Surveillance reporting guide, 2015

Volume 41-4, April 2, 2015: Scientific writing

Scientific writing

Surveillance summary reporting guide



Surveillance reports provide essential information about a disease or health-related condition according to person, time and place. They often provide the basis to identify burden of illness and may include related information, such as trends in risk factor frequency or prescribing practices. Surveillance reports inform strategies to address targeted health conditions and may identify the need for additional clinical care or public health action. They can be summaries of larger reports published in the grey literature and, increasingly, may link to a complete surveillance dataset. Surveillance reports are approximately 2,000-2,500 words in length - excluding the abstract, tables and references.

The Canada Communicable Disease Report (CCDR) supports the use of reporting guidelines, including those collected by the Enhancing the QUAlity and Transparency Of health Research (EQUATOR) NetworkNote 1. However, the EQUATOR Network does not currently provide a guideline for surveillance reports, so the CCDR has developed this one based on other checklists, a guidelines for evaluating surveillance systemsNote 2 and recent trends in Open Science.

Table 1 provides CCDR's checklist for surveillance reports. Figure 1 illustrates an example of how surveillance data is typically summarized graphically with incidence on the y axis and time on the x axis.

As with all submissions, check CCDR's Information for authors (published in January every year with the first issue of each new volume) for general manuscript preparation and submission requirements.

Table 1: Checklist for surveillance reports
Reporting item No1 Description
Title 1 Compose a title that includes the name of the health condition, population, time and place.
Structured summary 2 Provide a structured abstract including the following sub-headings: Background; Objectives; Methods; Results; and Conclusions.
Context 3 Summarize the current situation regarding the health condition under surveillance and identify why it is important.
Objectives 4 State the objective of the surveillance report.
Setting 5 Describe the setting, locations and dates of the surveillance period.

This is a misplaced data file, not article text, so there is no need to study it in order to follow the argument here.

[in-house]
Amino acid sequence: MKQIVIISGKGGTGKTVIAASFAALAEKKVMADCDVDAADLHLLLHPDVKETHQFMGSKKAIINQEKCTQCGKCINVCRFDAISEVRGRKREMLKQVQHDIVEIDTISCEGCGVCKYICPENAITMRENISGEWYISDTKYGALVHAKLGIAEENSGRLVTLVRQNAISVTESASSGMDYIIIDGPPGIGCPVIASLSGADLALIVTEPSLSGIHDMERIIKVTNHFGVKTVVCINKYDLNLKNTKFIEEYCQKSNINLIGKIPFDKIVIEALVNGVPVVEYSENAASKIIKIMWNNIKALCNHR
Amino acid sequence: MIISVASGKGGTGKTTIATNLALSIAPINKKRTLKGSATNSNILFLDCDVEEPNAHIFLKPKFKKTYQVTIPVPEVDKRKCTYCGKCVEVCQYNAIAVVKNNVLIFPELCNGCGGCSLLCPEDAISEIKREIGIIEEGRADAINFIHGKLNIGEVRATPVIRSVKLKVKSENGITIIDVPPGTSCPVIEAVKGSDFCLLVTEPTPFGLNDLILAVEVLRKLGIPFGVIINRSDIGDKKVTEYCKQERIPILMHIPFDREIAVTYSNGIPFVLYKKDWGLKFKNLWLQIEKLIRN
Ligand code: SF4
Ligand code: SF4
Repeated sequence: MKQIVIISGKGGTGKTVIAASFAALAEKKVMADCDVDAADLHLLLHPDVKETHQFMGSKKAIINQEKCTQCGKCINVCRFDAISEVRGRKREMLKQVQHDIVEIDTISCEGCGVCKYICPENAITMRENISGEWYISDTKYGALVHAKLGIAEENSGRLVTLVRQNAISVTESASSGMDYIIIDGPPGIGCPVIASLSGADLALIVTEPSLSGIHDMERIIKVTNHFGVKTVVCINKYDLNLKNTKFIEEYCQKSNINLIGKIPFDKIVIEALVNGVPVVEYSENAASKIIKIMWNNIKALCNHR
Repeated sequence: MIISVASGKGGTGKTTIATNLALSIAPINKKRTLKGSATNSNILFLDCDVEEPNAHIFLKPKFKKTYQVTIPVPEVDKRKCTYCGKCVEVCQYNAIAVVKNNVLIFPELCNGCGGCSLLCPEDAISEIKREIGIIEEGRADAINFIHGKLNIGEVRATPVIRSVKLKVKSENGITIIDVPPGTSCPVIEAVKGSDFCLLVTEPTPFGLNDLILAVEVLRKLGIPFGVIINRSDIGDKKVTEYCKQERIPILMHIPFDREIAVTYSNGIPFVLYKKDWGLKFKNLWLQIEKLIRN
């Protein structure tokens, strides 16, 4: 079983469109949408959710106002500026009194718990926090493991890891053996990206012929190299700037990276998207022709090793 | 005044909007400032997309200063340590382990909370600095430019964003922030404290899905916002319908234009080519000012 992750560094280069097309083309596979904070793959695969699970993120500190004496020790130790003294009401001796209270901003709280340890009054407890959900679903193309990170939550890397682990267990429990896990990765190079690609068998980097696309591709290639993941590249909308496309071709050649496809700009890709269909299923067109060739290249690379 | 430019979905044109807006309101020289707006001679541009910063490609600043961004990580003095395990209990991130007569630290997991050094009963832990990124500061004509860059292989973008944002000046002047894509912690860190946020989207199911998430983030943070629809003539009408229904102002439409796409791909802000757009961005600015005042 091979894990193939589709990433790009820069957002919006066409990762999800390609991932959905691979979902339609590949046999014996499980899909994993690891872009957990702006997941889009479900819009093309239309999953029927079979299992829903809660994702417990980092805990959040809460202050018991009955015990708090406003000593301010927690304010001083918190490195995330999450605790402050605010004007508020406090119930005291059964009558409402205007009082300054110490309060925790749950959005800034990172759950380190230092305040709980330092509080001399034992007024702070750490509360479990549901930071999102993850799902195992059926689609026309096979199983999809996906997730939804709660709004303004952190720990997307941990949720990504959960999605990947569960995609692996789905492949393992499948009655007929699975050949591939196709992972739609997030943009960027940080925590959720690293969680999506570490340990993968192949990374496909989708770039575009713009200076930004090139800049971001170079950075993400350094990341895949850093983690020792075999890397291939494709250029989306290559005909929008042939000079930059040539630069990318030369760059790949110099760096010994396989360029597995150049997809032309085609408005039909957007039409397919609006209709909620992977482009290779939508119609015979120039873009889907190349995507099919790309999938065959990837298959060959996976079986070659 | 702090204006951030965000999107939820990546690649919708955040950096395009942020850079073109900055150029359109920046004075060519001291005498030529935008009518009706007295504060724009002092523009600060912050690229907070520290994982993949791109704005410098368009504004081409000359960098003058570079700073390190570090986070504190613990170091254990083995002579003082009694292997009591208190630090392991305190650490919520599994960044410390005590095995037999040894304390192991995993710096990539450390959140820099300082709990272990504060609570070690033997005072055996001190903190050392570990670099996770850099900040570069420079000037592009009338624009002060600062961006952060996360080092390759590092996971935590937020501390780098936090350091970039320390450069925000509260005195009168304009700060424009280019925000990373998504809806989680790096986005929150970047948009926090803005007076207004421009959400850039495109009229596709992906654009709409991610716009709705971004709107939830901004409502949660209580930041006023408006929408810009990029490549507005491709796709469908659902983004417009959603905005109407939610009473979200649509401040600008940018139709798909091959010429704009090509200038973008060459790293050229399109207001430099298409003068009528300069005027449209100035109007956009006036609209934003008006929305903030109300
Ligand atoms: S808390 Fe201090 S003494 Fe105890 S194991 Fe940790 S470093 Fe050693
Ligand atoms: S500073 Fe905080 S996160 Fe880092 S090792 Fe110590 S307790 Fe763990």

Population 6 Describe the population under surveillance.
Definitions 7 Provide definitions for each health event under surveillance, including case definitions and any public health interventions.
Information sources 8 Describe all data sources, including the objective of any surveillance systems, what data were collected and how data were gathered, transferred and stored.
Supplementary data 9 If appropriate, note where to access supplemental material (e.g.,
Data quality, missing data and reporting delays. 10 Describe how the data quality was assessed.
Explain how missing data were addressed.
If data is reported by date of diagnosis or symptom onset, include a statement about whether the data for the most recent periods may be revised.
Data analysis 11 Describe any analytical methods used providing sufficient detail to enable a knowledgeable reader with access to the original data to judge its appropriateness and to assess the reported results.
Descriptive data 12 Provide a summary of the descriptive data, including demographics.
Data Quality 13 Report on data quality (e.g., completeness, missing data, under reporting,)
Analytic data 14 Provide a summary of the analysis including (when indicated) estimates of trends. When applicable, point estimates should include appropriate indicators of measurement error such as 95% confidence intervals (e.g., average annual percentage change used to describe trends or odds ratios used to describe subgroup differences).
Figures 15 Create the minimum number of figures to highlight key results.
Create a title that includes person, time and place.
Key results 16 Summarise key results with reference to study objectives
Comparison 17 Consider these findings in relation to the current literature.
Strengths and weaknesses 18 Discuss strengths and weaknesses of the study (data quality, completeness, sources of potential bias).
Interpretation and generalizability 19 Provide a cautious overall interpretation of results considering objectives, limitations, multiplicity of analyses, results from similar studies and other relevant evidence.
Conclusion 20 Ensure conclusions address objective and follow from the results.

No: Number

Figure 1:  Rates of reported cases of Hepatitis C in CanadaFigure 1 - Note a by sex, CNDSSFigure 1 - Note b, 1991-2012Note 3

Figure 1
Figure 1 - Note a

Includes PEI, ON, SK, AB, BC 1991-2012; NL, NB, NT 1993-2012; YT 1994-2012; NS, QC 1996-2012; MB 1999-2012; NU 1999-2006. For rate  calculation, population denominators were adjusted to include only those jurisdictions for which data were available in a given year.

Return to Figure 1 note a referrer

Figure 1 - Note b

CNDSS = Canadian Notifiable Disease Surveillance System

Return to Figure 1 note b referrer

Text equivalent for figure 1Rates of reported cases of Hepatitis C in Canada by sex, CNDSS, 1991-2012
Year Total rate per 100,000 Male rate per 100,000 Female rate per 100,000
1991 5.2 6.4 3.9
1992 15.6 20.2 10.9
1993 20.8 27.3 13.9
1994 32.0 41.3 22.2
1995 64.5 83.9 44.4
1996 53.6 68.6 38.1
1997 60.9 79.0 42.5
1998 66.9 88.9 45.0
1999 62.7 81.8 42.9
2000 57.8 73.7 38.3
2001 54.3 71.5 36.2
2002 50.9 67.2 34.5
2003 46.8 61.1 32.3
2004 45.2 59.0 30.9
2005 40.3 53.1 27.5
2006 36.9 48.1 25.5
2007 36.6 46.2 26.2
2008 35.8 45.7 25.5
2009 33.3 42.7 23.3
2010 31.1 40.2 21.6
2011 28.9 36.8 20.7
2012 29.3 36.8 21.5
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